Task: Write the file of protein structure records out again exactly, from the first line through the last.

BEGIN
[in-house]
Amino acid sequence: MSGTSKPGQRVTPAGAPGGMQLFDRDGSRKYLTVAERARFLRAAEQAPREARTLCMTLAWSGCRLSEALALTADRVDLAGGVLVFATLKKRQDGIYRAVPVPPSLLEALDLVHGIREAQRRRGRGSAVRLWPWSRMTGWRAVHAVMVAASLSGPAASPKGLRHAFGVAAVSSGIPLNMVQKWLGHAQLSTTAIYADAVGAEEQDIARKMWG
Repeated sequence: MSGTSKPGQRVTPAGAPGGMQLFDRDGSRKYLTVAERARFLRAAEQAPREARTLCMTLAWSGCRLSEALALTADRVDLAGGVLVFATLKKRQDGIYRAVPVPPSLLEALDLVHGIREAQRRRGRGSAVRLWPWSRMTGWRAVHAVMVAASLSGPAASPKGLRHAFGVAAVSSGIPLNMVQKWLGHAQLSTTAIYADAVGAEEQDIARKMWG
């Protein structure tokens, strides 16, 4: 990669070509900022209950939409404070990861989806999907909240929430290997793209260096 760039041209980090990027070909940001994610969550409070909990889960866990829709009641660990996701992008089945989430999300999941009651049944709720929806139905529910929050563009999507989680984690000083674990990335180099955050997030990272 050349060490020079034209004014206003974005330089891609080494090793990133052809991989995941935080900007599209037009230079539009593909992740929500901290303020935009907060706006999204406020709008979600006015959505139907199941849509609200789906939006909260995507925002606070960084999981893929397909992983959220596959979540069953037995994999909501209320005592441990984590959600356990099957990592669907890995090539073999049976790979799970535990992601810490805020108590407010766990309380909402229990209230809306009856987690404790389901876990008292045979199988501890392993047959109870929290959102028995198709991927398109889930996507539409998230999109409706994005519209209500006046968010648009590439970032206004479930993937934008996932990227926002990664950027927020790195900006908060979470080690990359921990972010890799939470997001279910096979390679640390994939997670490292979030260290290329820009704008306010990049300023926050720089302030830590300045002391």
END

[in-house]
Amino acid sequence: MSGTSKPGQRVTPAGAPGGMQLFDRDGSRKYLTVAERARFLRAAEQAPREARTLCMTLAWSGCRLSEALALTADRVDLAGGVLVFATLKKRQDGIYRAVPVPPSLLEALDLVHGIREAQRRRGRGSAVRLWPWSRMTGWRAVHAVMVAASLSGPAASPKGLRHAFGVAAVSSGIPLNMVQKWLGHAQLSTTAIYADAVGAEEQDIARKMWG
Repeated sequence: MSGTSKPGQRVTPAGAPGGMQLFDRDGSRKYLTVAERARFLRAAEQAPREARTLCMTLAWSGCRLSEALALTADRVDLAGGVLVFATLKKRQDGIYRAVPVPPSLLEALDLVHGIREAQRRRGRGSAVRLWPWSRMTGWRAVHAVMVAASLSGPAASPKGLRHAFGVAAVSSGIPLNMVQKWLGHAQLSTTAIYADAVGAEEQDIARKMWG
């Protein structure tokens, strides 16, 4: 990669070509900022209950939409404070990861989806999907909240929430290997793209260096 760039041209980090990027070909940001994610969550409070909990889960866990829709009641660990996701992008089945989430999300999941009651049944709720929806139905529910929050563009999507989680984690000083674990990335180099955050997030990272 050349060490020079034209004014206003974005330089891609080494090793990133052809991989995941935080900007599209037009230079539009593909992740929500901290303020935009907060706006999204406020709008979600006015959505139907199941849509609200789906939006909260995507925002606070960084999981893929397909992983959220596959979540069953037995994999909501209320005592441990984590959600356990099957990592669907890995090539073999049976790979799970535990992601810490805020108590407010766990309380909402229990209230809306009856987690404790389901876990008292045979199988501890392993047959109870929290959102028995198709991927398109889930996507539409998230999109409706994005519209209500006046968010648009590439970032206004479930993937934008996932990227926002990664950027927020790195900006908060979470080690990359921990972010890799939470997001279910096979390679640390994939997670490292979030260290290329820009704008306010990049300023926050720089302030830590300045002391």